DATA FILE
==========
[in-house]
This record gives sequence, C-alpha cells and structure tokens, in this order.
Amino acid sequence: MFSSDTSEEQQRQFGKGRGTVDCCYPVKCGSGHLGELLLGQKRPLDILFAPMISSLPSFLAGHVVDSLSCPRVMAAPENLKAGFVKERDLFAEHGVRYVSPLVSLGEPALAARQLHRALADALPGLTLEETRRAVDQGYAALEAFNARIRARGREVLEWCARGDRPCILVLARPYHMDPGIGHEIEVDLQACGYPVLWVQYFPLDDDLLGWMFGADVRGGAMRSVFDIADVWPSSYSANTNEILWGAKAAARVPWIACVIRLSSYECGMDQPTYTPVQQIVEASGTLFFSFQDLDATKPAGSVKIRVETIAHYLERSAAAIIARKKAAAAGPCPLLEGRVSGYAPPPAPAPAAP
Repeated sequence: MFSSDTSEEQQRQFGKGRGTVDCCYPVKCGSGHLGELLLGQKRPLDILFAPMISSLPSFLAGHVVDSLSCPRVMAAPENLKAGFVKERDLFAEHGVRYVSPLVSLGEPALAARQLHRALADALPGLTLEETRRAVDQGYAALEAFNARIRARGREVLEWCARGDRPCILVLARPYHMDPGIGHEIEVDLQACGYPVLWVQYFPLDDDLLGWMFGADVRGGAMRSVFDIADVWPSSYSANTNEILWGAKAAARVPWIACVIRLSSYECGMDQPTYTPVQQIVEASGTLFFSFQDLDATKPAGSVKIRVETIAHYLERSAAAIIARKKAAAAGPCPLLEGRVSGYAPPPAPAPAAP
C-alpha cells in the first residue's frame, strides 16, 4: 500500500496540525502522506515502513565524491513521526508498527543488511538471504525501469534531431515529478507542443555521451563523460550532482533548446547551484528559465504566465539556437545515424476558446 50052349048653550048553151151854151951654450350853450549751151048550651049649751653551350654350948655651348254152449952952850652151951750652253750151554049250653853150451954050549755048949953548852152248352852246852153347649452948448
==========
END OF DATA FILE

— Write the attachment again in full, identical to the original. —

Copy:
[in-house]
This record gives sequence, C-alpha cells and structure tokens, in this order.
Amino acid sequence: MFSSDTSEEQQRQFGKGRGTVDCCYPVKCGSGHLGELLLGQKRPLDILFAPMISSLPSFLAGHVVDSLSCPRVMAAPENLKAGFVKERDLFAEHGVRYVSPLVSLGEPALAARQLHRALADALPGLTLEETRRAVDQGYAALEAFNARIRARGREVLEWCARGDRPCILVLARPYHMDPGIGHEIEVDLQACGYPVLWVQYFPLDDDLLGWMFGADVRGGAMRSVFDIADVWPSSYSANTNEILWGAKAAARVPWIACVIRLSSYECGMDQPTYTPVQQIVEASGTLFFSFQDLDATKPAGSVKIRVETIAHYLERSAAAIIARKKAAAAGPCPLLEGRVSGYAPPPAPAPAAP
Repeated sequence: MFSSDTSEEQQRQFGKGRGTVDCCYPVKCGSGHLGELLLGQKRPLDILFAPMISSLPSFLAGHVVDSLSCPRVMAAPENLKAGFVKERDLFAEHGVRYVSPLVSLGEPALAARQLHRALADALPGLTLEETRRAVDQGYAALEAFNARIRARGREVLEWCARGDRPCILVLARPYHMDPGIGHEIEVDLQACGYPVLWVQYFPLDDDLLGWMFGADVRGGAMRSVFDIADVWPSSYSANTNEILWGAKAAARVPWIACVIRLSSYECGMDQPTYTPVQQIVEASGTLFFSFQDLDATKPAGSVKIRVETIAHYLERSAAAIIARKKAAAAGPCPLLEGRVSGYAPPPAPAPAAP
C-alpha cells in the first residue's frame, strides 16, 4: 500500500496540525502522506515502513565524491513521526508498527543488511538471504525501469534531431515529478507542443555521451563523460550532482533548446547551484528559465504566465539556437545515424476558446 50052349048653550048553151151854151951654450350853450549751151048550651049649751653551350654350948655651348254152449952952850652151951750652253750151554049250653853150451954050549755048949953548852152248352852246852153347649452948448